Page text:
The Ireland-born Lyons became the 694th Lord Mayor of London in November and serves a one-year term. The role of Lord Mayor is a largely ceremonial one year that’s distinct from that of the Mayor of London, and has its roots in medieval times.

A veteran of the financial industry, Lyons began his career in the early 1980s, working at what would later become JPMorgan Chase & Co. JPM, +1.21% in commercial banking, debt-capital and equity markets, and mergers and acquisitions. He also worked at Lehman Brothers from 1995-2003, five years before its demise in 2008, and is currently on sabbatical from his role as chairman of the Phoenix Group Holdings.

In the interview, Lyons said he sees a “substantial” contrast between the 2007-2008 financial crisis and the 2022-2023 turmoil in the U.K. bond market and banking industry. “Our banking system in the U.K. — and I know this to be true in the U.S. as well — is very, very much better capitalized,” with “much higher levels of Tier 1 capital and balance sheets that have been brought much better under control.

“The buffers that are in place on capital mean there are much better protections,” Lyons said. Still, one of the questions to arise from Swiss regulators’ decision to wipe out Credit Suisse’s Additional Tier 1 bonds, known as AT1s, “is whether or not resolution models that regulators have asked banks to formulate — i.e., how would they do an orderly resolution if there was a solvency or liquidity problem — needs to be looked at again.”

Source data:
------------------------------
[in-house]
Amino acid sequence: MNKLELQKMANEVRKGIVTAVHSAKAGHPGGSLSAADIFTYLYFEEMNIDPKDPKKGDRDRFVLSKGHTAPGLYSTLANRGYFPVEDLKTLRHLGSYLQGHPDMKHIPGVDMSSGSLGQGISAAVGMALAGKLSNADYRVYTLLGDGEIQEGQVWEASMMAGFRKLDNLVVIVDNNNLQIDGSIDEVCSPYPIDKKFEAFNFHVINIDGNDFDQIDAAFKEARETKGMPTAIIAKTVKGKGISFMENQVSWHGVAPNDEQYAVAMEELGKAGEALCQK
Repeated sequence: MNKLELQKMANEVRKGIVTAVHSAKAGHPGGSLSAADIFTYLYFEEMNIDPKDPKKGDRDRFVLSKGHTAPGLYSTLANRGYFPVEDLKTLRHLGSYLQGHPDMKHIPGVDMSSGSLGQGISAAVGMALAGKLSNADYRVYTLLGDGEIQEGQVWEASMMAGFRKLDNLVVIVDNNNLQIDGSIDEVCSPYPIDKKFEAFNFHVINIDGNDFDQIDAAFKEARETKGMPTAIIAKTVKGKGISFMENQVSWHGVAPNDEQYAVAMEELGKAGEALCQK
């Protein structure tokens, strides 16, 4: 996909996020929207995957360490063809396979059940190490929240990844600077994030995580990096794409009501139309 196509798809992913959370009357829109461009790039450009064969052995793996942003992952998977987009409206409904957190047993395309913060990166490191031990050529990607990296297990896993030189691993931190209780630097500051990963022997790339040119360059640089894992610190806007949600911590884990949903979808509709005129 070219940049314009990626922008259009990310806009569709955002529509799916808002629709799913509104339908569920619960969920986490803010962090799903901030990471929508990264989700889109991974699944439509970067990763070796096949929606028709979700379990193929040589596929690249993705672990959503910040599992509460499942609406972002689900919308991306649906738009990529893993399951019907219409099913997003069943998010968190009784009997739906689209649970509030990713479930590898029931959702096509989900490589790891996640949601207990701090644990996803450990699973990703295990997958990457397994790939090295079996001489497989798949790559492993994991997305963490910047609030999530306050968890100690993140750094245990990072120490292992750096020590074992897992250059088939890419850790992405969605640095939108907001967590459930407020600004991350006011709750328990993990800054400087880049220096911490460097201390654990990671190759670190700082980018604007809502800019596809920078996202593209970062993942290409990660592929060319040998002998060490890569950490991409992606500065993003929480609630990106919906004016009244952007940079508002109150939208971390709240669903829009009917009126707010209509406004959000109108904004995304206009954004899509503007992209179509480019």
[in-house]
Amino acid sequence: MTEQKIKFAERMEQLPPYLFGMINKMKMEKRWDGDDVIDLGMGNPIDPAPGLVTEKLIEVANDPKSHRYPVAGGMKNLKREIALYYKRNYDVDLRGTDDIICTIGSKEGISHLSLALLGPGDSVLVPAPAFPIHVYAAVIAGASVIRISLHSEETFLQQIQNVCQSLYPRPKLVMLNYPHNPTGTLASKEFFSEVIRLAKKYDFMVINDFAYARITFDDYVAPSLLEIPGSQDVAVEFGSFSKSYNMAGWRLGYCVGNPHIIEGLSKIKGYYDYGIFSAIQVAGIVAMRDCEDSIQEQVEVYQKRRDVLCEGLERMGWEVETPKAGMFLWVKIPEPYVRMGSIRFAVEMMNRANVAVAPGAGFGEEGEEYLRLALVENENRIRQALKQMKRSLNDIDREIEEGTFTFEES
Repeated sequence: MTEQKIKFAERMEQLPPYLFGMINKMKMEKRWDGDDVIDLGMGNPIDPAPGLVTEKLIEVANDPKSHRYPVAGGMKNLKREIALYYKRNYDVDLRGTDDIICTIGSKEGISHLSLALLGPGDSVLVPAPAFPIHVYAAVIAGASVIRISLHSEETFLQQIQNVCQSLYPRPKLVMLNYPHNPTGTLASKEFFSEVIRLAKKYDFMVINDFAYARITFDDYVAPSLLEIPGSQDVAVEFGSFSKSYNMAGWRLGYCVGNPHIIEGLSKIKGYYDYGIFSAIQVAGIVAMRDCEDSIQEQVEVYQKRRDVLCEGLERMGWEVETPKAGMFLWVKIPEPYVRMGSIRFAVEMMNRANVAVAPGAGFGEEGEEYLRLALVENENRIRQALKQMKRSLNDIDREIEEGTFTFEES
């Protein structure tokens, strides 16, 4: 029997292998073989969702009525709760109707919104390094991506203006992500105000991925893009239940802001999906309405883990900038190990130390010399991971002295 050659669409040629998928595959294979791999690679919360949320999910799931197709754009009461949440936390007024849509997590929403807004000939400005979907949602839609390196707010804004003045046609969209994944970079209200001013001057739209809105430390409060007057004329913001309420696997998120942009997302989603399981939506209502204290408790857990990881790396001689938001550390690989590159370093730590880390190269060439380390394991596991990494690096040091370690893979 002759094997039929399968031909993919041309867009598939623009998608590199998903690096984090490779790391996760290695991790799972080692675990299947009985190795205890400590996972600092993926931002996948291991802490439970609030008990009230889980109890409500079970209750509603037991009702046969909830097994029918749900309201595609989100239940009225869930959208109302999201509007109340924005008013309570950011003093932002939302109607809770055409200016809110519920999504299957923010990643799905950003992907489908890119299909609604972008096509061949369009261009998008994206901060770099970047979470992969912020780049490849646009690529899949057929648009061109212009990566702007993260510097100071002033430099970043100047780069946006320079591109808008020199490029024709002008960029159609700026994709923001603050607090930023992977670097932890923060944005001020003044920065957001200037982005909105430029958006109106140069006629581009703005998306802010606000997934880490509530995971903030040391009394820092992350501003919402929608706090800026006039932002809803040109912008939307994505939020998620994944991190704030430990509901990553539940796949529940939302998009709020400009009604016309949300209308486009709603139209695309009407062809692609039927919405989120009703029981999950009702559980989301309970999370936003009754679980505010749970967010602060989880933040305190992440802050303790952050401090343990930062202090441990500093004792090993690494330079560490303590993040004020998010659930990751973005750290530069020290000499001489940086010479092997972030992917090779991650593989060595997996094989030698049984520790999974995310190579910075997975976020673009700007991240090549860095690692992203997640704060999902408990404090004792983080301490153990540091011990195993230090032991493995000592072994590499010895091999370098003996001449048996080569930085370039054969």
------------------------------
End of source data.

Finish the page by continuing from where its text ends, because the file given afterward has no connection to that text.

Despite his seemingly sanguine view on the risks of a banking or financial-market crisis, Lyons said he has a somewhat different take on the economic outlook. Britain’s economy ground to a halt in February, the most recent month for which figures are available, and the Bank of England hiked interest rates again in March after 12-month CPI inflation remained stubbornly stuck above 10% in February.

“We are in a situation where quite a lot of the Western economies are either going to go into a shallow recession or may just keep their heads above water. I don’t think it makes much difference one way or the other, to be honest,” he said.

Lyons also said it was “interesting” to see central banks like the Fed intervene to contain the banking fallout, while also continuing to raise interest rates — demonstrating that policy makers’ fight against inflation remains the “No. 1 priority” and that the banking turmoil was “manageable.”

While there are some strong reasons why inflation could fall quickly from current levels, he said, there are also reasons to argue that “a higher level of inflation is likely to persist for longer than most people expect and that, therefore, means interest rates need to stay higher” for longer.

“I certainly struggle to understand the conviction of the International Monetary Fund that we will, in a reasonably short period of time, get back to a low interest-rate environment. I don’t see that happening for a while,” Lyons said. “Bear in mind that for a long time before the financial crisis, we were quite used to interest rates being 4% to 6% [in the U.S. and U.K.], and I don’t think that’s an unhealthy place for them to be long term.”